In order to get people to live happily and safely in the new dome they built, the government had to wipe all their memories and rewrite everything they knew about the world. Only a select few were allowed to know their history and the fact that at any moment Rahu could return.
This probably doesn’t seem like anything transcendent to you. But you’re not a young boy in middle school. I didn’t immediately say, “All righty, then, time to reevaluate everything I’ve ever known.” But it did set off a train of thought that’s been going to this very day. It is because of Custom Robo that I learned to think about things and decide what I believe is right, rather than just accept what I was told.
The game had another major effect on my life, though. It introduced me to the outside world. Although technically I wasn’t old enough to sign up for anything on the Internet, I made a GameFAQs account to use the Custom Robo message boards. It was a small, tight-knit group of maybe a dozen people. Probably everybody who ever bought the game in North America.
Being at that age, I immediately went and made a fool of myself. The first topic I made garnered maybe six posts, most of them making fun of me for bringing up the same topic every first-timer did, and making no interesting observations (what are your favourite robo builds? If you trade off speed, you can get high defense and attack!).
But soon I started to fit in with the group. I thought I must have been very mature because nobody suspected I might be under 13. Yeah. I had a lot to learn about the Internet. But I did learn some things. Stuff that I thought was really obscure because no one at school knew about it turned out to be fairly well-known in the real world. Ideas that I imagined were “totally deep” were actually quite shallow and pedestrian. And people, myself included, can be complete bastards when given a consequence-free voice.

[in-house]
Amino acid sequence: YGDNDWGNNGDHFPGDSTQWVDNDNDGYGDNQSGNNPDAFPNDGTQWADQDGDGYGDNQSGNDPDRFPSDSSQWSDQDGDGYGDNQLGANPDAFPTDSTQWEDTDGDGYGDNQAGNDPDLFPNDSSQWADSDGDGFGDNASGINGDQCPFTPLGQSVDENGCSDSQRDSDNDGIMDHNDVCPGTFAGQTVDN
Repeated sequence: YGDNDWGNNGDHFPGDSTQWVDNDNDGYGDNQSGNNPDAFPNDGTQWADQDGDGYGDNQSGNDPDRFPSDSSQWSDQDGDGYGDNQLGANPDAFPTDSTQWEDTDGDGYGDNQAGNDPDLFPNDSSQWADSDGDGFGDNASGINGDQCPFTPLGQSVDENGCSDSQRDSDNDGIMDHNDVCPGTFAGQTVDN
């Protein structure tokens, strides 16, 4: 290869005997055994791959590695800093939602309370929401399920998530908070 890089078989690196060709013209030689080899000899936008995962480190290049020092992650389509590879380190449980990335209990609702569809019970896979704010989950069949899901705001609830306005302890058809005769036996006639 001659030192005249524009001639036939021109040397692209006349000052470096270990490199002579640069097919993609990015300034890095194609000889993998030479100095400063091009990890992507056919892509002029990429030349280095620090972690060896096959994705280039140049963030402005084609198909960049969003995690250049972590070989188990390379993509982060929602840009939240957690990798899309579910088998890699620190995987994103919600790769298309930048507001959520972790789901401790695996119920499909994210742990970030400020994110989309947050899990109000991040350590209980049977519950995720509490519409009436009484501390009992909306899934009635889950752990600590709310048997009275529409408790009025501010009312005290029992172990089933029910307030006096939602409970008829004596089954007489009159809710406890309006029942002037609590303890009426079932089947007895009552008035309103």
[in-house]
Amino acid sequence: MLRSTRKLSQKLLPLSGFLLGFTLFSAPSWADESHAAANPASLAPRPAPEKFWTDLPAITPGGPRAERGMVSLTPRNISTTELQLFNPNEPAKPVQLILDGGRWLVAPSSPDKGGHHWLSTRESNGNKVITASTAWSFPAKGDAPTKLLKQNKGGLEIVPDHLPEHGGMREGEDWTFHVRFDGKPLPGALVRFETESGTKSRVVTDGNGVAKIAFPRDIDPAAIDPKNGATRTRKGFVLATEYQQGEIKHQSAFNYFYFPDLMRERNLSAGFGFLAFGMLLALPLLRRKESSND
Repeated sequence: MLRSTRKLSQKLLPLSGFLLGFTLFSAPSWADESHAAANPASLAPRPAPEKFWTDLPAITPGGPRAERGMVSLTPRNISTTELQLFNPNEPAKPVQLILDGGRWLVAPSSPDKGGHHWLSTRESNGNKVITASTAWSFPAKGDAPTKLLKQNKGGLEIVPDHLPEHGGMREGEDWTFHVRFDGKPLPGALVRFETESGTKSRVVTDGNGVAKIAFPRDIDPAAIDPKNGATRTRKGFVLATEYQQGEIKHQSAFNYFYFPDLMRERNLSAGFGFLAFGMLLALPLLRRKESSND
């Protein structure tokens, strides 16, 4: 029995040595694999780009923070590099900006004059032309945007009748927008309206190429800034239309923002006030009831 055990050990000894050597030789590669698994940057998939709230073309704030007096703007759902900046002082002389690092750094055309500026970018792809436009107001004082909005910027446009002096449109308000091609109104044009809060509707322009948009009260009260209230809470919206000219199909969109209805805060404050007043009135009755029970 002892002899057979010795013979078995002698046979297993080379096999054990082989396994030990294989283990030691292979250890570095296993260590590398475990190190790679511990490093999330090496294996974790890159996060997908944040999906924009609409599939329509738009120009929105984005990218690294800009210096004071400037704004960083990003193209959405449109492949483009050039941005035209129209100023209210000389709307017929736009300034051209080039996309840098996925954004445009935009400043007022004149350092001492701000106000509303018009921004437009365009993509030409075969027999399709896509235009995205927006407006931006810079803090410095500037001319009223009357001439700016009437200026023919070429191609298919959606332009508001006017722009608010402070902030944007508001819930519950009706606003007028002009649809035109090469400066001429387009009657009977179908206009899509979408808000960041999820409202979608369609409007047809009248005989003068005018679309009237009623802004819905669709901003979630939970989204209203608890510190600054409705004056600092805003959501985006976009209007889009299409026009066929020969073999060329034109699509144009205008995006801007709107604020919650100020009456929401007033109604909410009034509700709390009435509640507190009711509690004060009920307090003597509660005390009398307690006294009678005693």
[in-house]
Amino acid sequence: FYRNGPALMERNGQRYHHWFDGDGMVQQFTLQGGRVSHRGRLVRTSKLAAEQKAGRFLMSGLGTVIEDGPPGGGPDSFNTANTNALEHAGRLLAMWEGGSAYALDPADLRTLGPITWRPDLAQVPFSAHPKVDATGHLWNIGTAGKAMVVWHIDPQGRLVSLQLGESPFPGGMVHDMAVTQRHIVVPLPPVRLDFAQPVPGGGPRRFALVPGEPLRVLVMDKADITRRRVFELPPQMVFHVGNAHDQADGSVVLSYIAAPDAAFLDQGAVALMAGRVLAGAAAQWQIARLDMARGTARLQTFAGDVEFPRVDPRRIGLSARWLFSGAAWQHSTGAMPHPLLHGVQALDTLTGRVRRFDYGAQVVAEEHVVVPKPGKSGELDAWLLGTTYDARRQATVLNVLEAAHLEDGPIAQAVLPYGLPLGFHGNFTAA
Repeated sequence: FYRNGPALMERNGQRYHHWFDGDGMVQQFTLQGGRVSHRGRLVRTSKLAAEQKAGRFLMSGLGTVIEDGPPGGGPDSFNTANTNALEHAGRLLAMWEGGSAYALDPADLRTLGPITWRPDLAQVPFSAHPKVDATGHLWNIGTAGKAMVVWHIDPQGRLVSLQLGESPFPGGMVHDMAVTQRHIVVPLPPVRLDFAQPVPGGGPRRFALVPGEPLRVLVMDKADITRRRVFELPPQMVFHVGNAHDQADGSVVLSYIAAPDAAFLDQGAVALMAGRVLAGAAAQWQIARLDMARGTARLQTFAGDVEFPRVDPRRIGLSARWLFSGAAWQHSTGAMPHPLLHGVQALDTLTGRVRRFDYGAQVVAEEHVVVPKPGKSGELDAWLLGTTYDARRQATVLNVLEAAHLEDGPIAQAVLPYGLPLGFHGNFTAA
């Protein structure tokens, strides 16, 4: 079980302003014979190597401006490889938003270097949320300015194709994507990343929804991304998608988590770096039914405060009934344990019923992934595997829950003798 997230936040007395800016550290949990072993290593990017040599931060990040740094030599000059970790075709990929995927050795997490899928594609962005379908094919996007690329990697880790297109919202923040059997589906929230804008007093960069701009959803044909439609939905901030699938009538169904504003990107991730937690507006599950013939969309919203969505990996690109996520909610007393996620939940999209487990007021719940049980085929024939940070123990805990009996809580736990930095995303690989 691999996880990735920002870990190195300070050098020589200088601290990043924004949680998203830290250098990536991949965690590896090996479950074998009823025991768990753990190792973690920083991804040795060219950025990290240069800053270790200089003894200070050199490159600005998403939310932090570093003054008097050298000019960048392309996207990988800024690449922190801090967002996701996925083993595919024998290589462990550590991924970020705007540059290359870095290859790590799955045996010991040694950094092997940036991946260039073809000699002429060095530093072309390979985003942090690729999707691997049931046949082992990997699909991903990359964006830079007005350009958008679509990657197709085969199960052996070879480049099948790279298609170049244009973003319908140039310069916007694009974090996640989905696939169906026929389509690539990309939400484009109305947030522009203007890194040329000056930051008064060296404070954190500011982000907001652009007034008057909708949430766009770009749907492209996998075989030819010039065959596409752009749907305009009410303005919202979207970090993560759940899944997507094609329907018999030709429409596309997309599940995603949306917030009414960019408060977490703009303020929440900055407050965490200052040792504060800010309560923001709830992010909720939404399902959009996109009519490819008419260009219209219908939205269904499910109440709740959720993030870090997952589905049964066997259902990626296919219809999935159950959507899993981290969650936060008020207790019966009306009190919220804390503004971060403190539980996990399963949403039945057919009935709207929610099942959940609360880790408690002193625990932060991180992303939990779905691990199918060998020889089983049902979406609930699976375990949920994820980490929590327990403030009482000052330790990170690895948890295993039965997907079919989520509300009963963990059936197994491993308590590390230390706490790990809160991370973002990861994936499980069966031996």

He went under the name “StrongNerd”, and he was just like me a couple months before. Asking stupid questions, making idiotic observations, always using the dragon gun because it did the most damage. This time I was one of the six posters in his first thread. He stuck around, just as I had, and I took even more of a disliking to him. I can’t even remember why.
I and another poster whose handle I can’t remember started to beat on him verbally. Every opportunity we got. Every time he posted. The other guy was banned shortly afterwards. I’m not sure what led to it, but he probably deserved it. I never was, probably because I was good at going right up to the line without crossing it.
The other people on the board started to imagine that me, StrongNerd, and the other guy were all alt accounts created to act out a manufactured drama (it’s possible the other two were; I wasn’t). I gradually drifted away from the Custom Robo fandom, moving on to other games and other boards. I never did properly apologize**.
The Internet is, in many places, the ultimate “what you are in the dark” scenario. As a direct result of playing Custom Robo, I turned on the light and saw what I was in the dark, and it wasn’t pretty.
One thing you notice about the Ebert brigade saying that games can’t function as art is that they’re all from the wrong generation. When they grew up, their lives were changed by books, movies, and songs. Well, in my generation hardly anybody reads, good movies come out but nobody watches them, and everybody admits that our music is shitty. Video games are what we’ve got. Roger Ebert should play Custom Robo. Maybe he’d learn something from it.
It doesn’t take great Art(tm) to change your life. All you need is a well-timed robo battle.
* We did let George Lucas tinker with Star Wars, and look where that got us. [return]
** StrongNerd, if you’re out there, I’m sorry. Really. I was young and foolish. I didn’t even really mean the stuff I said, it’s just that the sheer power I felt at being the guy doing the ostracizing was intoxicating. It was stupid and inconsiderate and I hope you’ll forgive me. [return]